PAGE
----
That patriotism today should imply a notion of identity is where the etymological origins of the term come into play. “Patriotism” in the age of the modern state draws on innate conceptions of shared identity, and therefore it is not surprising that in its linguistics roots the concept draws on feelings of kinship based on familial ties. I guess I could have made this conception more explicit in my previous post. Thank you for the opportunity to draw out these themes.


#7

What about love or gratitude for one’s country? I don’t mean valuing one’s own country as more important or as having more rights than other countries.


#8

Countries as we know them today are a function of the European state system created in the 16th and 17th centuries. As for love or gratitude for other manifestations of political authority, i.e, those from the Buddha’s time and place, I leave that to scholars of ancient Buddhist texts.


#9

I wonder if the Buddha would encourage or discourage others to have love or gratitude for the kingdom in which he was born.


#10

thoughts of his caste, thoughts of his home district, thoughts related to not wanting to be despised. These he abandons, destroys, dispels, wipes out of existence.AN3.100

Attachment, even attachment to one’s country is to be considered a defilement. Attachment to the dhamma fades away with time it seems.

With metta


#11

Borders are completely artificial, of no ultimate relevance. Nationalities also don’t truly exist. But, if you find patriotism helpful in engendering good qualities of the heart, if seen in the right way it may aid in your practice. Unfortunately patriotism can spill over into negative qualities as well.


#12

Is there a difference between attachment and gratitude?


#13

There is a sutta in AN 5 where Buddha said about five oblations (pancabali), one of them is for the king (i.e paying tax to the country):

(4) “Again, with wealth acquired by energetic striving … righteously gained, the noble disciple makes the five oblations: to relatives, guests, ancestors, the king, and the deities. This is the fourth utilization of wealth.

https://suttacentral.net/an5.41/en/bodhi

Perhaps, this can be a “small” notion of patriotism in Buddhism?


#14

Respect, humility,
contentment, gratitude,
hearing the Dhamma on timely occasions:
This is the highest blessing .- Mahamangala sutta Sn2.4

Gratitude is a wholesome quality and the Buddha says such people are rare, in another sutta. It should not be seen as somewhat unwholesome debt (of gratitude) which has more binding connotations, IMO.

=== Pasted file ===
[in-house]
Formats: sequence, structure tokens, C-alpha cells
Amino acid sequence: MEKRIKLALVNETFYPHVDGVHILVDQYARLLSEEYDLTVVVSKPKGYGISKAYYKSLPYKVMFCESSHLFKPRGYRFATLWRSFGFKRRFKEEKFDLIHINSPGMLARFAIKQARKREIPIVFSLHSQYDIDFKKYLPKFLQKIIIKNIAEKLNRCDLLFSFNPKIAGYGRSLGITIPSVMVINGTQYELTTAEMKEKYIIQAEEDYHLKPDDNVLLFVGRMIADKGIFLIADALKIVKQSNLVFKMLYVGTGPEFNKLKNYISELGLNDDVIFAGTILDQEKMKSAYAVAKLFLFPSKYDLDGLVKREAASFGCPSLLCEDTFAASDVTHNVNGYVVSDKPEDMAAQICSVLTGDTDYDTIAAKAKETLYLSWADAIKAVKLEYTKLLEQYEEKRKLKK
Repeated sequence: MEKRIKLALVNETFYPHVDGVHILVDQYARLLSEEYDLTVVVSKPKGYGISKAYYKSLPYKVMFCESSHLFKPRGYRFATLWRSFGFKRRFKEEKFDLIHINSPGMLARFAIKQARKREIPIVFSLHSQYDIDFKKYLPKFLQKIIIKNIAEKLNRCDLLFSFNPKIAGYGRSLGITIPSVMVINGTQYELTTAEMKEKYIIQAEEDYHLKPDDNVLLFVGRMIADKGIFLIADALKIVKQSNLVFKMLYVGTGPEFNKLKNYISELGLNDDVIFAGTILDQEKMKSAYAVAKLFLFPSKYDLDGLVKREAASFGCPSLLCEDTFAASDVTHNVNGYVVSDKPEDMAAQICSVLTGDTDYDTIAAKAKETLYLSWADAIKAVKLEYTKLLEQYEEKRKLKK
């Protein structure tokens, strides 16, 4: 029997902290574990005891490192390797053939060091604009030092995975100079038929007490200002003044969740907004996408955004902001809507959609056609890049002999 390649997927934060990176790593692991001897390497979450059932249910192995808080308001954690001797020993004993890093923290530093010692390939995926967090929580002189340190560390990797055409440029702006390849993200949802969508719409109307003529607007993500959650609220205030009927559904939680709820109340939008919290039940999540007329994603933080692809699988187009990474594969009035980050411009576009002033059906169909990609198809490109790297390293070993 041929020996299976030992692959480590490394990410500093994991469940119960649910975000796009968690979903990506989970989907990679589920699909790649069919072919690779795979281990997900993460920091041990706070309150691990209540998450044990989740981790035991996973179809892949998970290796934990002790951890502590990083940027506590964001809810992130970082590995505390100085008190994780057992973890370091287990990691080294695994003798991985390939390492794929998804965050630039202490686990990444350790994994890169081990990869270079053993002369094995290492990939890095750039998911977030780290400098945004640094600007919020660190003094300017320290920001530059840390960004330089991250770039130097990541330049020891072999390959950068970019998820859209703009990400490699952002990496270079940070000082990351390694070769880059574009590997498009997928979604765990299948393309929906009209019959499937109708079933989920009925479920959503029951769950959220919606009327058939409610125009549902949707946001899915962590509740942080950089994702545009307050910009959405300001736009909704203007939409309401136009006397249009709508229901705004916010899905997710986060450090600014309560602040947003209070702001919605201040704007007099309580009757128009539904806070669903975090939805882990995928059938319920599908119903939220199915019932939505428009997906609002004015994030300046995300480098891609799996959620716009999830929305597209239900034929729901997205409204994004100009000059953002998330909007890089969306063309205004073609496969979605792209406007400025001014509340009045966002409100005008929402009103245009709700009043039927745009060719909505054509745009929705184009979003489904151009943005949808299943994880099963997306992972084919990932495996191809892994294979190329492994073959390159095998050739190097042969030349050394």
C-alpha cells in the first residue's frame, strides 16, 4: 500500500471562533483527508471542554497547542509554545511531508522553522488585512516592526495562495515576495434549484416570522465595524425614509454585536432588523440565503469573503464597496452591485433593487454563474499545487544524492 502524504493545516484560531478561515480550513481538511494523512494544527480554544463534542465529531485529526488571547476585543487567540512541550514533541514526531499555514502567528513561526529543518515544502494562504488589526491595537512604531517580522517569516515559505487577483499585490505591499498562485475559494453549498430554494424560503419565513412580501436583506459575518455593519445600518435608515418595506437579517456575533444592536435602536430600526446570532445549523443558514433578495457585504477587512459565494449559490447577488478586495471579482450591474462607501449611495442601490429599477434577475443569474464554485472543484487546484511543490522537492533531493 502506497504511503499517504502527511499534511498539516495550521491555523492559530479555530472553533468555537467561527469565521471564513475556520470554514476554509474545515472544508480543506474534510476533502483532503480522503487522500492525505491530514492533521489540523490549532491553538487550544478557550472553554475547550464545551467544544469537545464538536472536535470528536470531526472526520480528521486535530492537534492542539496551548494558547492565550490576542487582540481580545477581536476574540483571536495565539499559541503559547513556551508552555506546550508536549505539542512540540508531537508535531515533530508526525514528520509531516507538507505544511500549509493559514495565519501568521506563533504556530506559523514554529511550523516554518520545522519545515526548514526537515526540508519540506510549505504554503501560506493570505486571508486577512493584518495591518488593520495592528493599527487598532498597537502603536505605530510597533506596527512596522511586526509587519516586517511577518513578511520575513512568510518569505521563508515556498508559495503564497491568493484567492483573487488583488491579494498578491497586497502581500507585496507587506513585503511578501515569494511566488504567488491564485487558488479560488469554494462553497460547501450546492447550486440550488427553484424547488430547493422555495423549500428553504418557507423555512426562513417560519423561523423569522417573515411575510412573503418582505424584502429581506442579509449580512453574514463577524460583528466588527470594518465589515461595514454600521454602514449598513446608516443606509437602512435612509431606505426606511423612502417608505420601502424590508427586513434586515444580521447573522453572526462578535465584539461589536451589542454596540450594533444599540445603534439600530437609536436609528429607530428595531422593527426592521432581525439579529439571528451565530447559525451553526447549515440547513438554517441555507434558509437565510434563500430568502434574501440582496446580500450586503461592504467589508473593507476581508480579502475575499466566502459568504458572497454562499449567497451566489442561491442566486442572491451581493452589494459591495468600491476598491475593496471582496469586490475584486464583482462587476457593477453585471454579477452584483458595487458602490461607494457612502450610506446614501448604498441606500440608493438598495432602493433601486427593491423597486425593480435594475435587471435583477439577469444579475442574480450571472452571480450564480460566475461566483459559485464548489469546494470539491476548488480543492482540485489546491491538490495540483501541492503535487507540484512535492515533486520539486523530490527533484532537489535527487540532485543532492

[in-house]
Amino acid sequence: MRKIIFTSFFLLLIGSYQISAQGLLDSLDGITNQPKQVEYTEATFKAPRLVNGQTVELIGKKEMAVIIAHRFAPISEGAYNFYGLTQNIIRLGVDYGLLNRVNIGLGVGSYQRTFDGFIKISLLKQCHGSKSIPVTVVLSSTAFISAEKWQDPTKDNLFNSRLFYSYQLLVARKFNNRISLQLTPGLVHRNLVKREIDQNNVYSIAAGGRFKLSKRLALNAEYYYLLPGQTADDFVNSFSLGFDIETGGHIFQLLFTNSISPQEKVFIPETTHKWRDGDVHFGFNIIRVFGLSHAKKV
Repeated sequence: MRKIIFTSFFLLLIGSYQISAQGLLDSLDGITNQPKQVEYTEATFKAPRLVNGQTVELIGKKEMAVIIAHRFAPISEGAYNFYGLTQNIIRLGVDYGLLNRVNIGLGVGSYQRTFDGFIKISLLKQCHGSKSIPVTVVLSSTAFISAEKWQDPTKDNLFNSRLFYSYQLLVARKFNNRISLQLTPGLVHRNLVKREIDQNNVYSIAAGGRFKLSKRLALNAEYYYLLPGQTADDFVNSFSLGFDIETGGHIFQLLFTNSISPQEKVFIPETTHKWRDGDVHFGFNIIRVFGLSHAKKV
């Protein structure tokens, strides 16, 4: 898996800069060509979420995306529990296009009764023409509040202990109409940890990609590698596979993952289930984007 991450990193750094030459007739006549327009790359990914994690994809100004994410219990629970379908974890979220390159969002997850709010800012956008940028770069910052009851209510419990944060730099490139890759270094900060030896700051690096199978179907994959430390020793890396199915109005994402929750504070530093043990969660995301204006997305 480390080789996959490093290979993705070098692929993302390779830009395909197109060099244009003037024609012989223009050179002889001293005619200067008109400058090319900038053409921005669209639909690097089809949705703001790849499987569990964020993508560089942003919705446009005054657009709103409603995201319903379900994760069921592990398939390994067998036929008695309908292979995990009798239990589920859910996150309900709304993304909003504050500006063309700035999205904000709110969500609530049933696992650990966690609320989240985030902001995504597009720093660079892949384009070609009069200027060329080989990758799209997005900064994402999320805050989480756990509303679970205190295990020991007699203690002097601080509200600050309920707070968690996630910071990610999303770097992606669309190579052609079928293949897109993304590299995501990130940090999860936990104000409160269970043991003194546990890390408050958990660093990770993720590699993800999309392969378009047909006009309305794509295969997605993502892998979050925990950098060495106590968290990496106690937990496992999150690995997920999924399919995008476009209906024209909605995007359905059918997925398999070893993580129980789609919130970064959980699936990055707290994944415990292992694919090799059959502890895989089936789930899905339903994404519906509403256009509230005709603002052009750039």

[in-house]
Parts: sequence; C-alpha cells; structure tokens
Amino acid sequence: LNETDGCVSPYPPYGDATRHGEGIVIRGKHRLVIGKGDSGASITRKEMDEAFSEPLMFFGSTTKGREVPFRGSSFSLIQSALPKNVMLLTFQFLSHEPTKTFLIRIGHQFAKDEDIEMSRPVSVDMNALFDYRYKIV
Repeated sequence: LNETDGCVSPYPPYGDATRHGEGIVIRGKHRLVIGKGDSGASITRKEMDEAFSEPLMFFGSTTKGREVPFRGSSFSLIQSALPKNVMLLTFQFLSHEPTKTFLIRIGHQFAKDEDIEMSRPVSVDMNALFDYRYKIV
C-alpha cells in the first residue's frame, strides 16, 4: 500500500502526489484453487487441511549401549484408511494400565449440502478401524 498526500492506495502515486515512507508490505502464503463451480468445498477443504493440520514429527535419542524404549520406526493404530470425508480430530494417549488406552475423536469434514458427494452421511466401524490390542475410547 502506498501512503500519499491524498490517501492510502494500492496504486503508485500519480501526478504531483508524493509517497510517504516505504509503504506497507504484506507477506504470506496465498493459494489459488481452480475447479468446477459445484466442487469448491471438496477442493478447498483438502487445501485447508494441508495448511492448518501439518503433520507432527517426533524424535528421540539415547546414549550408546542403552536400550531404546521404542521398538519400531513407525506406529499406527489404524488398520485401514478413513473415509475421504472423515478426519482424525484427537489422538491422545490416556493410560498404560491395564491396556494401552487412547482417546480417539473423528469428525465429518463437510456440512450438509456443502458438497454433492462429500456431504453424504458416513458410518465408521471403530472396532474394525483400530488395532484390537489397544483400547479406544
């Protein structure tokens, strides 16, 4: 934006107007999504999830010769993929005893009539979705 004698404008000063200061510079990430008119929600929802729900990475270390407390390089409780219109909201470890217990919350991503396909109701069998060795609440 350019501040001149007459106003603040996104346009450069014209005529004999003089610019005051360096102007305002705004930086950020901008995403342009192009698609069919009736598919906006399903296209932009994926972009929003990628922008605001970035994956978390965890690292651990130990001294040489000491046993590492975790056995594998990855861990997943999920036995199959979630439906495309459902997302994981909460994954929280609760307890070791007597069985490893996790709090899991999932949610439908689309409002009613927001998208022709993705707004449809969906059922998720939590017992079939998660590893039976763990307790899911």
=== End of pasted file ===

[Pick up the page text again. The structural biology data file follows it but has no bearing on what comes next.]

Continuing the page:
With metta


#15

Considering the high measure of freedom and prosperity that even low-income Americans take for granted compared to a majority of the world’s people, I definitely feel grateful for having been born in this country. This doesn’t mean, however, that I value the United States above all other countries.


#16

I guess there are wholesome mind states and wholesome objects (or ideas) and we need to use wisdom to make sure that we align the two.

We do not want wholesome mind states to align with unwholesome objects. Or wholesome objects to be derailed by unwholesome mind states.


#17

It seems to me that most of the patriotism in America stems from the indoctrination it’s citizens receive starting at a very early age, which extends well into adulthood. In other words, it’s a highly conditioned phenomena whose effects can be seen in the unwillingness to accept the country’s faults, to the extreme of willingness to die for an idea, no matter the moral validity of the military operation they serve. Ultimately, I can’t see how patriotism, in this context, could possibly lead to, or support, a wholesome path.


#18

And this seems to me a harsh caricature; but perhaps you would view russian patriotism, or sri lankan, or canadian, or hawaian, or australian, etc., the same way? In that context, applicable to any nationalism, i could perhaps appreciate the point…


#19

Well, that’s exactly why it’s funny and a bit sad, as well. :laughing:

Everybody believes their country is better than the next country! It points to a problem of perception! It seems to be a kind of ‘measuring’ or conceit (manna).

With metta


#20

Indeed. Some time ago, it seemed someone was very distressed over criticism of ancient Rome in another thread.